Skin Irritation

Vitamin A is an important nutrient for fetal growth and development.


However, taking more than the desired amount can cause skin irritation, including dry and itchy skin.(17)


It’s also very important to note that taking 10,000 micrograms or more of vitamin A per day may cause birth defects in your baby.


If you’re agonizing over itchy skin, raise this concern with your doctor immediately so they can adjust your dose, allowing you to still maximize vitamin A’s benefits while minimizing the prenatal vitamin’s side effects.


Changes in Urine Color

Notice bright yellow pee in early pregnancy?


That is another side effect of taking prenatals, especially B vitamins.


B vitamins are water-soluble and can be excreted in your urine.


For example, take vitamin B2 or riboflavin.(18)


This nutrient has a yellow-green pigment with fluorescent hues. When mixed with urine, it can turn your pee bright yellow.


However, don’t worry! Bright yellow urine in pregnancy is harmless.


Drinking more water can help solve the issue, but you should talk with your doctor if you have any concerns.


Conclusion

When taking prenatal vitamins, make sure you take the recommended dose, as overnutrition can pose a serious threat to you and your baby’s health.


Always consult with your doctor before taking anything and follow up with them if you experience unusual side effects.


It’s also best to choose high-quality prenatal vitamins to support your journey throughout pregnancy.


You can find some of the best prenatal vitamins and supplements at Seeking Health.


We create our products with mommies and babies in mind – it’s no wonder they love us!


That’s not to mention we offer pure and safe vitamin content, and all our products are third-party tested, making sure that what you get and give your baby is healthy for them.


Are you ready? Shop now!

References

  1. https://www.mayoclinic.org/healthy-lifestyle/pregnancy-week-by-week/in-depth/anemia-during-pregnancy/art-20114455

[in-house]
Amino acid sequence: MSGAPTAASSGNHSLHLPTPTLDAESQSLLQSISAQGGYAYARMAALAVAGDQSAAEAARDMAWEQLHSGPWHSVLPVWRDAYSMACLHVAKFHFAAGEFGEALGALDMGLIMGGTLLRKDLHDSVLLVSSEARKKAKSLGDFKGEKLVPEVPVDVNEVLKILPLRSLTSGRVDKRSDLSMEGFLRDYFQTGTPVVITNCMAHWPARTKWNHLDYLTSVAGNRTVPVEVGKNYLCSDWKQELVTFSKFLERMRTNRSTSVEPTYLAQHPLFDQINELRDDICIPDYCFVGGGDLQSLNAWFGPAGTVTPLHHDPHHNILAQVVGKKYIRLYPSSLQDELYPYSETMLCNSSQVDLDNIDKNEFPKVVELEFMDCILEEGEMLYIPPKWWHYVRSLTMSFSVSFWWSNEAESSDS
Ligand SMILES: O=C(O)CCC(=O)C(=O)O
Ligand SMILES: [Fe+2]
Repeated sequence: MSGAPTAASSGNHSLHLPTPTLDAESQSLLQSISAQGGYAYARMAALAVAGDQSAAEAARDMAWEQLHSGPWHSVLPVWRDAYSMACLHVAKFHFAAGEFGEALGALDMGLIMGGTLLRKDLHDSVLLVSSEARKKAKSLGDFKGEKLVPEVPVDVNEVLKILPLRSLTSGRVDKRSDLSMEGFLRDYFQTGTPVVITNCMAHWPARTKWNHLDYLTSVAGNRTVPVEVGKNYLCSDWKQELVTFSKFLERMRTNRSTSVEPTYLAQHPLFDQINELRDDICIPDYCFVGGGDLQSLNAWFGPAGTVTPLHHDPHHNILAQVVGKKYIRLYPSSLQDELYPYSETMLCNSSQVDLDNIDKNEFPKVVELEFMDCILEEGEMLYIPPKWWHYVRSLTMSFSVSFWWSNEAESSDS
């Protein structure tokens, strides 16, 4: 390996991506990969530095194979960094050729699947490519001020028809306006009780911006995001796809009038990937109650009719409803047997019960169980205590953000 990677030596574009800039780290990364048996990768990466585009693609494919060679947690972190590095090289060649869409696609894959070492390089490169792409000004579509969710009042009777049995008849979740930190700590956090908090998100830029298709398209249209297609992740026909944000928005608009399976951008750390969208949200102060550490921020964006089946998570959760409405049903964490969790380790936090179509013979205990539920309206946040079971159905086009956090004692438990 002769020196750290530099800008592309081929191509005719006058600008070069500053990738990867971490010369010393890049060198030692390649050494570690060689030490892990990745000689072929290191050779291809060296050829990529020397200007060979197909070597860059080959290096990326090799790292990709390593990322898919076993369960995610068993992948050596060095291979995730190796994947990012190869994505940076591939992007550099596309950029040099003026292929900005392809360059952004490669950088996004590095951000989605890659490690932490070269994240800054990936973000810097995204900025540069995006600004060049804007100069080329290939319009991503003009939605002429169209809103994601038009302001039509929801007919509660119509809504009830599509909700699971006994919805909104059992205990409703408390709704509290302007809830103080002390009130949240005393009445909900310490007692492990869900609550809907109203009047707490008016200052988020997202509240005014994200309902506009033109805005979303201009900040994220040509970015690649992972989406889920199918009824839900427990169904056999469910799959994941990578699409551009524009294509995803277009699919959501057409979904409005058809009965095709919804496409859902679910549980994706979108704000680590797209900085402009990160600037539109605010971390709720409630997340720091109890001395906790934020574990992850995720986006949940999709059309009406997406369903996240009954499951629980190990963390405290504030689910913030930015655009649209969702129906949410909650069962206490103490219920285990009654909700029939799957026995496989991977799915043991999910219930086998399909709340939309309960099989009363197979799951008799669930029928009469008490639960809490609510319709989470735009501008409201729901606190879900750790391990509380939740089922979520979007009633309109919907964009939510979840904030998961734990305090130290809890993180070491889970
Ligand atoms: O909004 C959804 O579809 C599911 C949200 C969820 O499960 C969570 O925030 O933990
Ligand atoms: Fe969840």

2. https://www.ncbi.nlm.nih.gov/pmc/articles/PMC7331903/
  3. https://www.acog.org/womens-health/faqs/morning-sickness-nausea-and-vomiting-of-pregnancy
  4. https://medlineplus.gov/ency/article/007478.htm
  5. https://www.mayoclinic.org/drugs-supplements-zinc/art-20366112
  6. https://www.frontiersin.org/articles/10.3389/fneur.2023.1225403/full#ref11
  7. https://www.frontiersin.org/articles/10.3389/fneur.2023.1225403/full#ref15
  8. https://www.frontiersin.org/articles/10.3389/fneur.2023.1225403/full#ref12
  9. https://www.frontiersin.org/articles/10.3389/fneur.2023.1225403/full#ref13
  10. https://www.frontiersin.org/articles/10.3389/fneur.2023.1225403/full#ref14
  11. https://www.hopkinsmedicine.org/health/conditions-and-diseases/sleepwake-cycles
  12. https://americanpregnancy.org/healthy-pregnancy/pregnancy-health-wellness/vitamin-overdose/
  13. https://www.ncbi.nlm.nih.gov/pmc/articles/PMC3715022/
  14. https://www.ncbi.nlm.nih.gov/pmc/articles/PMC7387066/#:~:text=Those%20with%20a%20deficiency%20of,cognitive%20decline%20or%20Alzheimer%20disease.
  15. https://www.nhs.uk/medicines/folic-acid/common-questions-about-folic-acid/#:~:text=If%20you%20do%20not%20have,prevent%20the%20symptoms%20of%20anaemia.
  16. https://www.tandfonline.com/doi/full/10.3109/19390211.2012.758217
  17. https://www.mayoclinic.org/drugs-supplements-vitamin-a/art-20365945
  18. https://www.ncbi.nlm.nih.gov/pubmed/29262062

‡ These statements have not been evaluated by the Food and Drug Administration (FDA). This product is not intended to diagnose, treat, cure, or prevent any disease.